Worse scores in the HAQ, VAS pain and SOFI at baseline increased the risk for worse physical function in the 2010 survey measured with the HAQ (VAS pain OR 1.02, SOFI OR 1.09 and HAQ OR 3.98, p<0.000), the RAOS ADL scale (VAS pain OR 1.02, SOFI OR 1,09 and HAQ OR 2.66, p<0.000) and the RAOS sport/rec scale (VAS pain OR 1.02, SOFI OR 1.11 and HAQ OR 2.57, p<0.000). Being a woman, higher age at inclusion and longer disease duration at follow-up also predicted a worse function in the HAQ and both RAOS subscales while none of the studied variables could predict who did/did not meet the WHOrec in 2010.

    Conclusions: Worse physical function and worse pain at disease onset can predict a worse physical function several years later. However, it does not predict the amount of physical activity actually being performed. It is of importance to already at disease onset recognize patients with impaired function and higher pain levels who are in need of multidisciplinary treatments. It is also important to early in the disease recommend a healthy life style according to the WHOrec since measures of function and being physically active are different entities.

    Disclosure of Interest: None Declared

  • 137.
    Malm, Karina
    et al.
    Lund University, Lund, Sweden; Spenshult Research and Development Center, Halmstad, Sweden; Rheumatology, Capio Movement, Halmstad, Sweden & FoU Spenshult, Halmstad, Sweden.
    Bergman, Stefan
    Halmstad University, School of Health and Welfare, Centre of Research on Welfare, Health and Sport (CVHI). Lund University, Lund, Sweden; Spenshult Research and Development Center, Halmstad, Sweden & The Sahlgrenska Academy, University of Gothenburg, Gothenburg, Sweden.
    Andersson, Maria LE
    Lund University, Lund, Sweden; Spenshult Research and Development Center, Halmstad, Sweden.
    Bremander, Ann
    Halmstad University, School of Business, Engineering and Science, The Rydberg Laboratory for Applied Sciences (RLAS). Lund University, Lund, Sweden; Spenshult Research and Development Center, Halmstad, Sweden.
    Larsson, Ingrid
    Halmstad University, School of Health and Welfare, Centre of Research on Welfare, Health and Sport (CVHI), Health and Nursing. Spenshult Research and Development Center, Halmstad, Sweden.
    Quality of life in patients with established rheumatoid arthritis: A phenomenographic study2017In: SAGE Open Medicine, E-ISSN 2050-3121, Vol. 5, article id 2050312117713647Article in journal (Refereed)
    Abstract [en]

    OBJECTIVE: Patients with rheumatoid arthritis perceive reduced quality of life in several domains, such as physical health, level of independence, environment and personal beliefs, compared with the healthy population. There is an increasing interest in quality of life in clinical and medical interventions. Few studies have explored patients' individual conceptions of quality of life, and interviews can thus complement quantitative studies. There is a need for a deeper understanding of the patients' experiences of quality of life, with regard to living with a long-term condition such as rheumatoid arthritis. The aim of this study was to explore the variation of ways in which patients with established rheumatoid arthritis understand the concept of quality of life.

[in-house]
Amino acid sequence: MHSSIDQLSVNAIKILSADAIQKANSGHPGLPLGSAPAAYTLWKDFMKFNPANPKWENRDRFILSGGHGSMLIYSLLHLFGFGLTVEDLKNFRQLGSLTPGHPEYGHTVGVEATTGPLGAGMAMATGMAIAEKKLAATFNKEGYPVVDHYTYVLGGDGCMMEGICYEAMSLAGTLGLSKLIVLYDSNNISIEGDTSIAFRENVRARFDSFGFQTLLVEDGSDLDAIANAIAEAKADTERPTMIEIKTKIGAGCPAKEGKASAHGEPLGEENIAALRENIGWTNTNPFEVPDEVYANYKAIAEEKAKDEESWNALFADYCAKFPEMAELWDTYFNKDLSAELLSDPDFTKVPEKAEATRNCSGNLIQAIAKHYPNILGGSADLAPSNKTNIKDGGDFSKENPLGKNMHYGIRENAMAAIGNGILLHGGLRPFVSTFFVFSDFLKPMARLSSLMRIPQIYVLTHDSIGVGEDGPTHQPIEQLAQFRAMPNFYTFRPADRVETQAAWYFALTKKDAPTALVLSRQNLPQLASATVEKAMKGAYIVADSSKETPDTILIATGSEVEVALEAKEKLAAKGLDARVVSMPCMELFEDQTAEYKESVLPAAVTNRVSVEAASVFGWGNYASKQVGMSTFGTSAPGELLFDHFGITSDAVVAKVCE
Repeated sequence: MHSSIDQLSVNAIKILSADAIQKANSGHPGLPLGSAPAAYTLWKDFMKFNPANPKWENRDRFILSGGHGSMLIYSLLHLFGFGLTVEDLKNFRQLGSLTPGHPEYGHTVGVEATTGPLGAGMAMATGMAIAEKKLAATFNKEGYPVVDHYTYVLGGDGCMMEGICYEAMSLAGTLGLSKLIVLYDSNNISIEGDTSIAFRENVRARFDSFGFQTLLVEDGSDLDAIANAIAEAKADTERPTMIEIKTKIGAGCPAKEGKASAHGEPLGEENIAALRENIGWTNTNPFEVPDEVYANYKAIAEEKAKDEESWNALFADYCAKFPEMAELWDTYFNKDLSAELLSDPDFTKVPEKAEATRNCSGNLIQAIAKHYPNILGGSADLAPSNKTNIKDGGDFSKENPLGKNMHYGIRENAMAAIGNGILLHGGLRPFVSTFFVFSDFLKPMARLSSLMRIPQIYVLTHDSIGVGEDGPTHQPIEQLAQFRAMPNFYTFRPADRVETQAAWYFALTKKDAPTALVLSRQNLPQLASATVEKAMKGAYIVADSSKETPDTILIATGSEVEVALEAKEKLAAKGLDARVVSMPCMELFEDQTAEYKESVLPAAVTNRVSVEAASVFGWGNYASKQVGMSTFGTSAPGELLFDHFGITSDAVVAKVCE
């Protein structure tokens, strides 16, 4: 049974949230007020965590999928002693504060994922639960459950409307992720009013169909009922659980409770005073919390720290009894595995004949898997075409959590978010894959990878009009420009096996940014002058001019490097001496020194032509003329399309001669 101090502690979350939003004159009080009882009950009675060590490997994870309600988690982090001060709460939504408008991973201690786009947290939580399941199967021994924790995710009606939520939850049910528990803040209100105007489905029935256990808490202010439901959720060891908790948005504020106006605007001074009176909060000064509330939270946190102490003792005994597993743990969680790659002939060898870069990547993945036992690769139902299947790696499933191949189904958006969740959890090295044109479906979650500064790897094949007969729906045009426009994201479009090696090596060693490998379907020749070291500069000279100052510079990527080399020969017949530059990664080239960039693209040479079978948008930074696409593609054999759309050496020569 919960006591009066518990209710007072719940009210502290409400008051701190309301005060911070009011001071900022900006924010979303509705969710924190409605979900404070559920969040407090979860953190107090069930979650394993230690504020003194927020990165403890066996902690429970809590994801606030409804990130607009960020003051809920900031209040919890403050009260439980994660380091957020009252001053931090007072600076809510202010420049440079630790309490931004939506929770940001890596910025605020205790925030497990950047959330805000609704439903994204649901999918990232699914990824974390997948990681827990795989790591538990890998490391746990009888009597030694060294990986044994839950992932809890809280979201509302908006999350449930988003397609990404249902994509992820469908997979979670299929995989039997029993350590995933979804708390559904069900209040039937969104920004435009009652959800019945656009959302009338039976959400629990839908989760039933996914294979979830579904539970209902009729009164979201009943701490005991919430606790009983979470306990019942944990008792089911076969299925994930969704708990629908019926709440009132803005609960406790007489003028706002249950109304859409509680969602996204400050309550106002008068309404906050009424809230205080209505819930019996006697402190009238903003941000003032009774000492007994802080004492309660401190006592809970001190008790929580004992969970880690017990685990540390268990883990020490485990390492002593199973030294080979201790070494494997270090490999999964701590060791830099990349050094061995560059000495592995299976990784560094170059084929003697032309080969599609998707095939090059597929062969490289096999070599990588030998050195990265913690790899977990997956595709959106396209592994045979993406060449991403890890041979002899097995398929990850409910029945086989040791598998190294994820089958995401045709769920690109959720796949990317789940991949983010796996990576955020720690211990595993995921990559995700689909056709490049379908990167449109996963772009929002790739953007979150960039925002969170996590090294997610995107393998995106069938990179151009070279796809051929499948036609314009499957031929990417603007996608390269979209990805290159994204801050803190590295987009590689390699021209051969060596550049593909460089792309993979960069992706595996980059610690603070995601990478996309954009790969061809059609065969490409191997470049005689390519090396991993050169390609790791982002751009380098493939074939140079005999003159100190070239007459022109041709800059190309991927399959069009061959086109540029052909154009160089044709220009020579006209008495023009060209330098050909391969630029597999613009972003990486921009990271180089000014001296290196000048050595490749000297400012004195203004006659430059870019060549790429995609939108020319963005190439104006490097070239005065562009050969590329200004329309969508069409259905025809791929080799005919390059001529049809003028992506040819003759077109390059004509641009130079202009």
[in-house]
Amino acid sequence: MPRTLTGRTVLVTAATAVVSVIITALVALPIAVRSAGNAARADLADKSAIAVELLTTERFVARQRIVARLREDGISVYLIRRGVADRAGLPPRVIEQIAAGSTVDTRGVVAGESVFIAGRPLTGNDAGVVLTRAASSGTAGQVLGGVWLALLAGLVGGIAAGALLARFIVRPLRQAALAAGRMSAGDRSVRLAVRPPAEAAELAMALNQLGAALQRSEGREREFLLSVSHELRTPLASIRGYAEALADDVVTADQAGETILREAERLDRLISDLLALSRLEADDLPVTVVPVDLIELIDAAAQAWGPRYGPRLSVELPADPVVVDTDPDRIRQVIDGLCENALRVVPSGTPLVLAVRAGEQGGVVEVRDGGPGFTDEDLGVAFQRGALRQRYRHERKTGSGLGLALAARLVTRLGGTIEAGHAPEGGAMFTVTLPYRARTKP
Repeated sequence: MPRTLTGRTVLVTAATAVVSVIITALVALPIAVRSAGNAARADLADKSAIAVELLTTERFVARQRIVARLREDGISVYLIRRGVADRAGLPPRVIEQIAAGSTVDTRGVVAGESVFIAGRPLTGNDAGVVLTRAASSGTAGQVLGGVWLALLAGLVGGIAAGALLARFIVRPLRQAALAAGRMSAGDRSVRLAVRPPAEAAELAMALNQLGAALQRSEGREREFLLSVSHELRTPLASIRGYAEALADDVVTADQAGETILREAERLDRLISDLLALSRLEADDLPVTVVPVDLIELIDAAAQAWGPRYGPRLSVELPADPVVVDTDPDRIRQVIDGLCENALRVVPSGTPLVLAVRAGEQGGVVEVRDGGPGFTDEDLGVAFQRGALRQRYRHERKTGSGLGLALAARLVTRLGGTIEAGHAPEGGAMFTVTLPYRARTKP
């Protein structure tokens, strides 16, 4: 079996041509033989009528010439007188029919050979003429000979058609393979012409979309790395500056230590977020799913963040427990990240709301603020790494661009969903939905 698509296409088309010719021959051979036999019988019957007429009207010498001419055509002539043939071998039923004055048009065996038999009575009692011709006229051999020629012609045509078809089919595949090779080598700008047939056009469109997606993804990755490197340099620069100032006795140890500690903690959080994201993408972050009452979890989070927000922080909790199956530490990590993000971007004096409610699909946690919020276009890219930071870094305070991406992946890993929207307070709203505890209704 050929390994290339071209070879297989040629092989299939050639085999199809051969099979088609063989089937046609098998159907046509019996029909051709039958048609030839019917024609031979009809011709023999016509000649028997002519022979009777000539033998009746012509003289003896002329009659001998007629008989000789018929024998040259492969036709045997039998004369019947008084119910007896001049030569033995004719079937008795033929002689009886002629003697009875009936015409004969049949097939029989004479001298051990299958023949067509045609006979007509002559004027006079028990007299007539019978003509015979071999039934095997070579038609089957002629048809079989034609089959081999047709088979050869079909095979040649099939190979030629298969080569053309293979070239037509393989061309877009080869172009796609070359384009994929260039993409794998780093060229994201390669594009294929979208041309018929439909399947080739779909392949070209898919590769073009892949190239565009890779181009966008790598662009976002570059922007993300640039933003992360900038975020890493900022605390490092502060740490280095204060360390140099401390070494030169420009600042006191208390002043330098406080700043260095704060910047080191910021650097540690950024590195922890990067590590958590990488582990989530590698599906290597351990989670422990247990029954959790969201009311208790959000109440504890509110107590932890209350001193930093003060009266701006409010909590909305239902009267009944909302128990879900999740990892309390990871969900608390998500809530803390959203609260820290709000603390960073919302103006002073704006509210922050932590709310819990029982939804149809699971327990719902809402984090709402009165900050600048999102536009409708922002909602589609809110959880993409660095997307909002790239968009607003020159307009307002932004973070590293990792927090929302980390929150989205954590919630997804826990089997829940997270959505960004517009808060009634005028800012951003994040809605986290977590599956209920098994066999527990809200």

METHODS: The study had a qualitative design with a phenomenographic approach, which was used to describe variations in how individuals experience their quality of life. The study is based on interviews with 22 patients with established rheumatoid arthritis enrolled in the BARFOT (better anti-rheumatic pharmacotherapy) study.

    RESULTS: The concept of quality of life could be understood in three different ways: (1) independence in terms of physical functioning and personal finances, (2) empowerment in how to manage life and (3) participation as an experience of belonging in a social context.

    CONCLUSION: The different conceptions of quality of life reflect the complexity in the concept, including physical, psychological and social aspects. This complexity is important to have in mind when health professionals support patients in enhancing their quality of life. © The Author(s) 2017

  • 138.
    Malm, Karina
    et al.
    Department of Clinical Sciences Lund, Faculty of Medicine, Lund University, Lund, Sweden & Spenshult Research and Development Centre, Halmstad, Sweden & Rheumatology, Capio Movement, Halmstad, Sweden.
    Bergman, Stefan
    Halmstad University, School of Health and Welfare, Centre of Research on Welfare, Health and Sport (CVHI). Department of Clinical Sciences Lund, Faculty of Medicine, Lund University, Lund, Sweden & Spenshult Research and Development Centre, Halmstad, Sweden & Primary Health Care Unit, Department of Public Health and Community Medicine, Institute of Medicine, the Sahlgrenska Academy, University of Gothenburg, Gothenburg, Sweden.
    Bremander, Ann